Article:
7. Chain Letters:  Something that still annoys and pesters today…during the 1930s people eagerly signed their names onto chain letters and sent the person whose name and address is on the top of the list some money (a dime or so). The recipient then sends out the chain letter to five more people, with the hopes that the chain remains unbroken so that in turn they will be the recipient of hundreds of dimes.
  8. Endurance-a-Thons: Anything that lasted days on end and tested the strength of participants found a home during the 1930s. You could grab a partner and if you could stay on your feet, rock in a rocking chair, eat a ton of pies, chew on gum for days, or the like, you could get paid to do so with meals included.
  9. Financing Through Car Dealerships: GM remained competitive and actually gained market share during this time period partially by offering financing. Since banks were not offering much credit at the time, they took matters into their own hands, and it paid off for the company.

Did you survive the Great Depression, or know others who have? I’d love to hear stories and tidbits of living through the Great Depression. What frugal habits did you use?

Great Depression Survival Resources

The Great Depression: A Diary, Benjamin Roth, 2009
Hard Times, Studs Terkel, 1970
American Popular Culture Through the 1930s, William H. Young with Nancy K. Young, 2002
Daily Life in the United States 1920-1940, David E. Kyvig, 2002

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Amanda L. Grossman is a Certified Financial Education Instructor, Plutus Foundation Grant Recipient, and founder of Frugal Confessions. Over the last 10 years, her money work helping people with how to save money and how to manage money has been featured in Kiplinger, Washington Post, U.S. News & World Report, Business Insider, LifeHacker, Woman's World, Woman's Day, ABC 13 Houston, Keybank, and more. Read more here.
71 replies
  1. Sue says:

    March 2016
    Great web site and comments! Both my parents were born in depression era years (1929/1933) and were raised “very poor”. My Dad’s father left the Mom to raise 4 boys alone (which she did, worked in the Kodak cafeteria) and Mom’s parents, while together, had 7 kids to feed and her Dad became disabled after falling off a ladder while house painting. The boys all had side jobs or quit school to get full time jobs. The older girls babysat, cleaned houses, did errands and eventually also got jobs. My parents grew up to move out of the city to build their own home in the suburbs in 1955. They married in 1950 and worked at various jobs and saved for their own home and also worked 2nd jobs. They eventually – literally elevated their own 3 kids (including me!) to middle class – which they never were as kids/teens. They married and became of age in the 1950s and enjoyed the America in the 50s – my Dad owned his own gas station and Mom stayed home to raise kids until getting part-time work by the 1970s.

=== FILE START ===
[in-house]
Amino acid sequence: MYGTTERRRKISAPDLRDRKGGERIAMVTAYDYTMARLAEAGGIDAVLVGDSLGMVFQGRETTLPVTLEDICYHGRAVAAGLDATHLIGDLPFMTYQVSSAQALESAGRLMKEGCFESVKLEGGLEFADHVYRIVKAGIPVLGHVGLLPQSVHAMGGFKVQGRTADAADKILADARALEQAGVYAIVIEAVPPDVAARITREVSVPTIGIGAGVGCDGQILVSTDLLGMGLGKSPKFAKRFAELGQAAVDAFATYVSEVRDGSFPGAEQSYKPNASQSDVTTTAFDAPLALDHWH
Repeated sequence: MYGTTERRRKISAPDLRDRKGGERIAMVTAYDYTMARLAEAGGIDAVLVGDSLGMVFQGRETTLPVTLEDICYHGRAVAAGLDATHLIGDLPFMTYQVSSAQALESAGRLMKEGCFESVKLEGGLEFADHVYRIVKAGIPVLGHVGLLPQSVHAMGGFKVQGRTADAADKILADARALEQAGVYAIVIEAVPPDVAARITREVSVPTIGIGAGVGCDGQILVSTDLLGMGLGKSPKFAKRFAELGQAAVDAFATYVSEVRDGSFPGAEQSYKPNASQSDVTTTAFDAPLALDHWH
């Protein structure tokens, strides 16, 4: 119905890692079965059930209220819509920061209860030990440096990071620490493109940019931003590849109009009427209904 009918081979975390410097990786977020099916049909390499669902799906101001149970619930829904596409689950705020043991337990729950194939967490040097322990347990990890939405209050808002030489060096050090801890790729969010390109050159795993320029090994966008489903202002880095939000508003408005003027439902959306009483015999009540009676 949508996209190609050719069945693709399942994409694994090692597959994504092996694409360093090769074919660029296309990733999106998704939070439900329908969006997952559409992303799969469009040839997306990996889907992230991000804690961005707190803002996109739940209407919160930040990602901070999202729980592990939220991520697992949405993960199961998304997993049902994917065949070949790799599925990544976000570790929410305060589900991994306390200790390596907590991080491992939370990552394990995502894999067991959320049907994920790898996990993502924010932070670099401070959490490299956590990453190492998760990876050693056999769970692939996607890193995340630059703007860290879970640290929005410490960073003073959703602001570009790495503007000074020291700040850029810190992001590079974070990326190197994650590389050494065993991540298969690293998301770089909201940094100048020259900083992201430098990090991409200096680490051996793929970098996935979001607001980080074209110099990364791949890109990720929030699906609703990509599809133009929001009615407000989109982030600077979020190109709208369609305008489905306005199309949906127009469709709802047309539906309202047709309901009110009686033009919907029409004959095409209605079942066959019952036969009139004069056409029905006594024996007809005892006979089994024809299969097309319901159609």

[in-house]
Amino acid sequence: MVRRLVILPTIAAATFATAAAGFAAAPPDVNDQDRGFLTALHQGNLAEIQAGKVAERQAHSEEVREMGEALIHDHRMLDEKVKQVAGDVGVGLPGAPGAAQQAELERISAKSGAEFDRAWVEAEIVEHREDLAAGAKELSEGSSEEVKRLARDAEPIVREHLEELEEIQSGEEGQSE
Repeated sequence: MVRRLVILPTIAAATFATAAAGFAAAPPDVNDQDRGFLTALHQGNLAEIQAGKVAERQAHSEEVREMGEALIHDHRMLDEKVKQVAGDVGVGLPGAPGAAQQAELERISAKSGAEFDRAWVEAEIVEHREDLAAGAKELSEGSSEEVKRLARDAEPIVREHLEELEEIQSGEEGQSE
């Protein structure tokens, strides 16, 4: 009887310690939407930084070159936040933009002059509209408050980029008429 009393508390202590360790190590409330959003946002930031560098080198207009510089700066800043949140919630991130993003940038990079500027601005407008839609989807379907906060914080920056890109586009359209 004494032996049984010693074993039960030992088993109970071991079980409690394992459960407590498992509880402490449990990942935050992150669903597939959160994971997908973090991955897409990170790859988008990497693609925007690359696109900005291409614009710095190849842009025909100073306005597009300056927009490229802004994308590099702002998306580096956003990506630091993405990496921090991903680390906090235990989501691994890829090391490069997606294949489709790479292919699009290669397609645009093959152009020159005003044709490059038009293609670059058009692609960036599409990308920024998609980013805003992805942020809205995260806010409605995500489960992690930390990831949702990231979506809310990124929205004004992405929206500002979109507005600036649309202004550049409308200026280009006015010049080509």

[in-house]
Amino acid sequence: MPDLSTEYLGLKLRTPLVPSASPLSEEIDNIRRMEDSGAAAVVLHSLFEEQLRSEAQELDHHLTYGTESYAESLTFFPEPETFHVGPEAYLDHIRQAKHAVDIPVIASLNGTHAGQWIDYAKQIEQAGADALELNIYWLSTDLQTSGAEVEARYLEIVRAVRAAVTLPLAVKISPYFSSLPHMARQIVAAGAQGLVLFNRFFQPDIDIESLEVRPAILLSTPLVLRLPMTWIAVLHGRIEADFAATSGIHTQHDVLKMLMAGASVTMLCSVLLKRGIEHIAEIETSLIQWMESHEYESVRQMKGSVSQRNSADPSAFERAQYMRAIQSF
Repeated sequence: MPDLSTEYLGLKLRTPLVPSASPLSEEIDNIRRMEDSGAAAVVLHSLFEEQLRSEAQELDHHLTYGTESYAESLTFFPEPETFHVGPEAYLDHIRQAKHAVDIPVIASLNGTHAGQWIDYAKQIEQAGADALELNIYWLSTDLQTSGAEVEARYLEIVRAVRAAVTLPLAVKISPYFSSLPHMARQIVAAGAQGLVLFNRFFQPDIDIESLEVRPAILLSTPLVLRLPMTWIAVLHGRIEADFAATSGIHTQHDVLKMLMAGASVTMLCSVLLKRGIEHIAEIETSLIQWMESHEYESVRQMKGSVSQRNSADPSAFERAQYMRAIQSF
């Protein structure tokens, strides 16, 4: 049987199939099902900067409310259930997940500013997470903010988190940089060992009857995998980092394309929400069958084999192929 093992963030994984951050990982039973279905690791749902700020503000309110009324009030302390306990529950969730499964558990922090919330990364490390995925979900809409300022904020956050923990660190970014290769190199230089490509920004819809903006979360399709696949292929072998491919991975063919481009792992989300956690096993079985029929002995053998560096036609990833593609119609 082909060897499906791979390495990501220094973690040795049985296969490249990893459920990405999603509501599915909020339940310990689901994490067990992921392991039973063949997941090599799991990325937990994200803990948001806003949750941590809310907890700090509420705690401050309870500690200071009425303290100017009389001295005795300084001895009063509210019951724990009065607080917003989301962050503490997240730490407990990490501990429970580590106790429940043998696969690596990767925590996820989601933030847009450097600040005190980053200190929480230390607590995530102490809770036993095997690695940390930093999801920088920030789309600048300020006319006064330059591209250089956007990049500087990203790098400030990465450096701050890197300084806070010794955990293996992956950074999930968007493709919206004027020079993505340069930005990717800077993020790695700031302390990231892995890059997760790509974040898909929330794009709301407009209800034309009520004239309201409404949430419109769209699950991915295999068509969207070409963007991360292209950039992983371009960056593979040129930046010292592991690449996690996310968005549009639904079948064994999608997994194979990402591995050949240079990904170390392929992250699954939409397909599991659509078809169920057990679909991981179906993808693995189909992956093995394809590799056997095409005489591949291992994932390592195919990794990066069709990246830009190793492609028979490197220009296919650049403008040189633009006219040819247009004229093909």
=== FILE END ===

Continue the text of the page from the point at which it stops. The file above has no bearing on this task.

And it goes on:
Here are a few of the things they told me that I remember about growing up: Mom didn’t graduate high school since she could not afford the cap/gown, decided to drop out just weeks before out of embarrassment. Dad dropped out of school in 9th grade and got odd jobs/work under the table – but he was well read and literate and not dumb by any stretch. He learned to fix cars and all about cars, which later became his profession. As a child, my Mom had orange crates for dressers. When her older sister gave her a quarter for Christmas, she was just in heaven! Mom used to eat richer kids orange peels at school and took a bread and cheese sandwich for lunch. Both my parents lost the majority of their natural teeth by early adulthood as nobody ever went to the dentist. Years later, they both got fake teeth. Dad ate a lot of tomato soup and macaroni and fried bologna sandwiches. Mom used to say if someone asked her how to make 5 bucks, she would say “how” – Both of them said if they got some rootbeer, bologna and bread to make sandwiches and a radio and went to the park on a Saturday, living was great! They both had life-long dear friends; people and relationships were VERY important, not things.
    My father had to move multiple times since the Mom often couldn’t feed the kids as well as pay the rent. My mother told me they would HIDE the radio when the welfare man visited the house. They walked everywhere. My Dad said the world was your neighborhood – when a travelling salesman went to Pittsburgh, all the boys hovered around to hear stories of this incredible trip! My mother said he often had duct tape or other tape in her shoes. Jeans were for poor people and they often wished they could wear something OTHER than jeans.